SENATOR COMES TO TOWN: United States Senator Medill McCormick is a visitor today at the county seat and a banquet will be given in his honor tonight at the McDill hostelry there. Some of the prominent Republicans from this section will be given the opportunity of meeting the distinguished gentleman. It was not learned whether a public meeting of any kind will be held.
WHEN IS GAMBLING NOT GAMBLING! The success of the Fall Festival which Monmouth is planning to hold next week seems likely to be endangered because of the fact that the inhabitants of the city are divided into two opposing camps over the question of the disposition of an automobile during the festival by means of numbered tickets given to purchasers of admission tickets to a dance to held in connection with the celebration.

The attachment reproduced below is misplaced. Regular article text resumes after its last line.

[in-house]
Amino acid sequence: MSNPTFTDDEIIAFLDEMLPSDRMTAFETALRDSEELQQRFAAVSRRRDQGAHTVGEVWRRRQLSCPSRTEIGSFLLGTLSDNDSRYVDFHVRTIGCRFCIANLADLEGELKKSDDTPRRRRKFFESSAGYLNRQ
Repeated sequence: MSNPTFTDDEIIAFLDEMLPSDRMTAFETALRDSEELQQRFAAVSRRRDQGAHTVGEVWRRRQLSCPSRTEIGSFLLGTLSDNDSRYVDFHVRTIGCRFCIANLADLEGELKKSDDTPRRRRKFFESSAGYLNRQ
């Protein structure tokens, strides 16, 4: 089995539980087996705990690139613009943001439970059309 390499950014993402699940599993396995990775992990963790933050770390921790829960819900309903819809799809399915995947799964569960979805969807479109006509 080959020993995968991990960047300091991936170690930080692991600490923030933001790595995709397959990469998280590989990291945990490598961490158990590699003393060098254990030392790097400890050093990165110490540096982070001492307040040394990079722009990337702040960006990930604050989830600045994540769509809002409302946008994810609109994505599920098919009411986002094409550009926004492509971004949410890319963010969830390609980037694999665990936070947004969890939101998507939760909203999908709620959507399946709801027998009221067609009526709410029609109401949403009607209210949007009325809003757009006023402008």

The Ministerial Association of the city has come out with a vigorous protest against the scheme which they claim would be a direct violation of the federal and state laws in regard to gambling. In this opinion they are backed by the Warren County States Attorney, who has notified the Monmouth Chamber of Commerce, which has the arrangements for the Fall Festival in its charge, that if the giving of chances on the car in connection with the sale of dance tickets is continued, the matter will be called to the attention of the grand jury. The state’s attorney of Henderson County also set the seal of his disapproval upon the scheme when he stopped the sale of tickets in this county at the picnic at Biggsville several days ago…The Chamber of Commerce and Fall Festival Committee have come out with a public statement in which they say that they intend to proceed as originally planned unless some individual or organization comes forward with a guarantee to furnish $1000 ($13,720 in today’s values) to help finance the festival…While the controversy is one which primarily concerns only Monmouth and which the people there no doubt feel they can settle without advice or suggestion from outside sources, there is a principle involved which is more than local in its importance and a question presented which many communities are obliged to face at some time or other. That question is whether individuals or organizations are ever justified in ignoring the laws which have been placed on our statute books for the benefit or protection of society…As an illustration, there was a big celebration recently held in a city not far from Stronghurst the financing of which was taken care of largely through the sale of concessions which consisted mostly of games of chance in which the fact as to whether the investor received anything in return for his money depended upon the flopping of dice, the holding of a certain numbered card or paddle, the turn of a wheel or some other circumstances governed by chance…They were allowed to operate unmolested while some crap and poker games which were in operation in a pasture field near the city were raided and those caught engaged in these games arrested and fined.